12. Only One Planet Only One Planet Australia’s international commitments: representative FW protected area systems The IUCN World Conservation Congress was held in November 2004 in Thailand. The congress resolution on freshwater protected areas reads (in part): 1. THE CONGRESS RECOMMENDS that all states: (a) establish protected areas representative of all freshwater ecosystems, including but not limited to riverine, lacustrine, wetland, estuarine and groundwater-dependent ecosystems, in cooperation with local communities and resource users, so as to safeguard the biodiversity of each of their freshwater ecosystems, and set targets for protection where useful and appropriate.

  13. Only One Planet Only One Planet Australia’s international commitments: representative FW protected area systems Ramsar Convention 1971 -Wetlands are: areas of marsh, fen, peatland or water, whether natural or artificial, permanent or temporary, with water that is static or flowing, fresh, brackish or salt, including areas of marine water the depth of which at low tide does not exceed six metres.

  14. Only One Planet Only One Planet Australia’s national commitments: representative FW protected area systems • 1992 InterGovernmental Agreement on the Environment; • 1992 National Strategy for Ecologically Sustainable Development; • 1996 National Strategy for the Conservation of Australia's Biological Diversity; and • 2001 National Objectives and Targets for Biodiversity Conservation.

  15. Only One Planet Only One Planet State and territory commitments to create representative freshwater protected areas • Victoria 1987 • New South Wales 1993 • Western Australia 1997 • ACT 1998 • Queensland 1999 • Tasmania 2000 • Northern Territory 2000 • South Australia 2003

  16. Only One Planet Only One Planet State has funded a program specifically to implement this commitment: • Victoria - part • New South Wales - no • Western Australia - no • ACT - yes • Queensland - no • Tasmania - part • Northern Territory - no • South Australia - no

  17. Only One Planet Only One Planet State commitments…Victorian freshwater protected areas 18 Heritage Rivers,25 Natural Catchments, (Heritage Rivers Act) 15 Representative Rivers (management plans) 11 Ramsar sites 159 sites listed in the Directory of Important Wetlands.Wetland inventory containing 13,114 sites; river inventory exists. Victoria is thought to contain around 17,000 wetlands over 1 ha. State Environment Protection Policy (Waters of Victoria) 2003 provides additional protection to “high conservation value” waters – the only State water quality policy to do this. Retention of native vegetation policy (incl riparian and aquatic) – the only State where “no net loss” has moved to “net gain”.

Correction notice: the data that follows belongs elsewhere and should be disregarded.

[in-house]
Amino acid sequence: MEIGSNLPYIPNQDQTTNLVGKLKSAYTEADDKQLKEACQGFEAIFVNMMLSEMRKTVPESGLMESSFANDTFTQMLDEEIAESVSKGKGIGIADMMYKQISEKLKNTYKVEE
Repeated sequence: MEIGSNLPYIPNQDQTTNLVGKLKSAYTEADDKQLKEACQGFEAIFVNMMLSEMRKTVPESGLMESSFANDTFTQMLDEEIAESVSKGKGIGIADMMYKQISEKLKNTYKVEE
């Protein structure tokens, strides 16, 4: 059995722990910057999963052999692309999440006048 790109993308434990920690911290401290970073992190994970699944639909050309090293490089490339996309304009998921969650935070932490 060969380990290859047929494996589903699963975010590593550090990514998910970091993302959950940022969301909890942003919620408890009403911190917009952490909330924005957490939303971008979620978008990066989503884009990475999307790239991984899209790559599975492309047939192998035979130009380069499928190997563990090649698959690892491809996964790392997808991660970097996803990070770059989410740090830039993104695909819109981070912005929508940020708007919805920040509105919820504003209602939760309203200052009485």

18. Only One Planet Only One Planet Australia’s national /State protected area systems: representative freshwater ecosystems The existing reserve system includes some important freshwater ecosystems, notably Ramsar wetland sites, and freshwater ecosystems contained within large terrestrial reserves. However, no information is available on the extent to which representative freshwater ecosystems are protected. The most significant gaps probably relate to river and aquifer ecosystems;(way forward: IFBRA?).

  19. Only One Planet Only One Planet Australian Capital Territory commitments: • Nature Conservation Strategy (NCS) 1998 makes commitments to protect all ecosystems within a comprehensive, adequate and representative network of protected areas. • Extensive river reserves protect the Murrumbidgee River and the Cotter river within ACT jurisdiction. • Extensive terrestrial reserves protect all other major wetland types within the ACT – an inventory of freshwater ecosystems is complete but in need of updating. • Recognising the small size of the ACT, the extensive ownership of land by the Crown, and extensive existing terrestrial reserves, the ACT’s system of governance makes freshwater ecosystem conservation substantially easier than in other Australian jurisdictions.

  20. Only One Planet Only One Planet New South Wales commitments: • NSW Rivers and Estuaries Policy 1993 – commits to CAR freshwater PAs. • NSW Wetlands Management Policy 1996– commits to CAR freshwater PAs, (current revision includes CAR fw Pas). • NSW Biodiversity Strategy 1999– commits to CAR freshwater PAs, Promised aquatic biodiversity strategy in 1999 – strategy apparently abandoned in 2003. • NSW Fisheries Management Act provides for the establishment of aquatic reserves. However, none have been created in freshwater. • State Water Management Outcomes Plan 2003 proposed a network of aquatic reference sites.

  21. Only One Planet Only One Planet Northern Territory commitments: The NT wetlands strategy 2000 commits to: • identify wetlands in each biogeographic region of the Northern Territory; • undertake biological and environmental surveys of wetlands; • develop a geographical information system wetland inventory; and • examine the range of wetland types included in the current reserve system, and identify gaps in representation. (still ‘in progress’ 2005)